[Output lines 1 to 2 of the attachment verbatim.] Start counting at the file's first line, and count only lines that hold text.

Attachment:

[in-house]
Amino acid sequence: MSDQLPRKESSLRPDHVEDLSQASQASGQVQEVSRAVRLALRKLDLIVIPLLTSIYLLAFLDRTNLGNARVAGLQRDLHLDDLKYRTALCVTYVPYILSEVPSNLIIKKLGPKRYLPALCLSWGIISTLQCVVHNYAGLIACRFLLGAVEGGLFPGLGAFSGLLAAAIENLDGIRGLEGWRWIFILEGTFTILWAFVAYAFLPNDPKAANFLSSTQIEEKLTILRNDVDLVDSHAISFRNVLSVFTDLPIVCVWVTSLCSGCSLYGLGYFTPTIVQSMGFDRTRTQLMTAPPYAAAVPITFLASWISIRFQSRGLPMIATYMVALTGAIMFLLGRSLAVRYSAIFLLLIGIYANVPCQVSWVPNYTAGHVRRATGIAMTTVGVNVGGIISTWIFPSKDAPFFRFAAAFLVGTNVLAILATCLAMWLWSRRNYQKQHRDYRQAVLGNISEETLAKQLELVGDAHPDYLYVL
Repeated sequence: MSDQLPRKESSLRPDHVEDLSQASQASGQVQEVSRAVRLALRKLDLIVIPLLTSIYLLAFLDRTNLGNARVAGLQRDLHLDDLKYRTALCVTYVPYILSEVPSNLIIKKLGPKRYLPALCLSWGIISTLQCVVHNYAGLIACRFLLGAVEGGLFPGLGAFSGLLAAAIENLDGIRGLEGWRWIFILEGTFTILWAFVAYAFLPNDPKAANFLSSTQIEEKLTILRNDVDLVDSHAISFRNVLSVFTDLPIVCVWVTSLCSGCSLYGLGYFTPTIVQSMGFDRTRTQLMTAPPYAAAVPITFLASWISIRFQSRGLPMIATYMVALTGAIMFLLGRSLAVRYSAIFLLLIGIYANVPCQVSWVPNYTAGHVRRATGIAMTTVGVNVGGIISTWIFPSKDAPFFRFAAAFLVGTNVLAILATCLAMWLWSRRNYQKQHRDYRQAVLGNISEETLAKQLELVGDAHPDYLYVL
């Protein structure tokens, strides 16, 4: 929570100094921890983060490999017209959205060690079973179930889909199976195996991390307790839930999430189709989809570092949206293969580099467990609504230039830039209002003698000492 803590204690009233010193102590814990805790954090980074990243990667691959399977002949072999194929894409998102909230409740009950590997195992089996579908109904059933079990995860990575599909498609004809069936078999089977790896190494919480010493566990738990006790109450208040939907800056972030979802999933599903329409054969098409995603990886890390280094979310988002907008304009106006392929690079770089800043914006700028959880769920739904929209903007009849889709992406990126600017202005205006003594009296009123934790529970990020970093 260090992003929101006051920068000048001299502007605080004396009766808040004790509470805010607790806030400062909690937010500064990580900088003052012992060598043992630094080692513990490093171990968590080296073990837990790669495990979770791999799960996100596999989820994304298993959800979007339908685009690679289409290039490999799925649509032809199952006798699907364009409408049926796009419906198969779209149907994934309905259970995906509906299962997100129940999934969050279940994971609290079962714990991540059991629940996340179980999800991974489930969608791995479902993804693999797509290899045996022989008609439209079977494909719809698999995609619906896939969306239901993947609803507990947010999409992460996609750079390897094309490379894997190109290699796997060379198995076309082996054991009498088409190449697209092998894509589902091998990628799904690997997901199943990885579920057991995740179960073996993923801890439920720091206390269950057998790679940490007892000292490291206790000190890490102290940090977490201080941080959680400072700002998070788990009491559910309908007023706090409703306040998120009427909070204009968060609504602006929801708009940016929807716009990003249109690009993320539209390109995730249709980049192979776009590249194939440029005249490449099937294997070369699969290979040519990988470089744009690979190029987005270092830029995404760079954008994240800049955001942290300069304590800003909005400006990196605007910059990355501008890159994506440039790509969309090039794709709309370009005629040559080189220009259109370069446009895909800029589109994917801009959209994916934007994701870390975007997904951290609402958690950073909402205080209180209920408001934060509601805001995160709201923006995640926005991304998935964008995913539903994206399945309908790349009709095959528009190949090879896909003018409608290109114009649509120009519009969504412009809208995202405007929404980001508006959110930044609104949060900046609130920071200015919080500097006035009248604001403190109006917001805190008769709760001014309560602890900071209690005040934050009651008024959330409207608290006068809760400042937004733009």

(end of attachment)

[in-house]
Amino acid sequence: MSDQLPRKESSLRPDHVEDLSQASQASGQVQEVSRAVRLALRKLDLIVIPLLTSIYLLAFLDRTNLGNARVAGLQRDLHLDDLKYRTALCVTYVPYILSEVPSNLIIKKLGPKRYLPALCLSWGIISTLQCVVHNYAGLIACRFLLGAVEGGLFPGLGAFSGLLAAAIENLDGIRGLEGWRWIFILEGTFTILWAFVAYAFLPNDPKAANFLSSTQIEEKLTILRNDVDLVDSHAISFRNVLSVFTDLPIVCVWVTSLCSGCSLYGLGYFTPTIVQSMGFDRTRTQLMTAPPYAAAVPITFLASWISIRFQSRGLPMIATYMVALTGAIMFLLGRSLAVRYSAIFLLLIGIYANVPCQVSWVPNYTAGHVRRATGIAMTTVGVNVGGIISTWIFPSKDAPFFRFAAAFLVGTNVLAILATCLAMWLWSRRNYQKQHRDYRQAVLGNISEETLAKQLELVGDAHPDYLYVL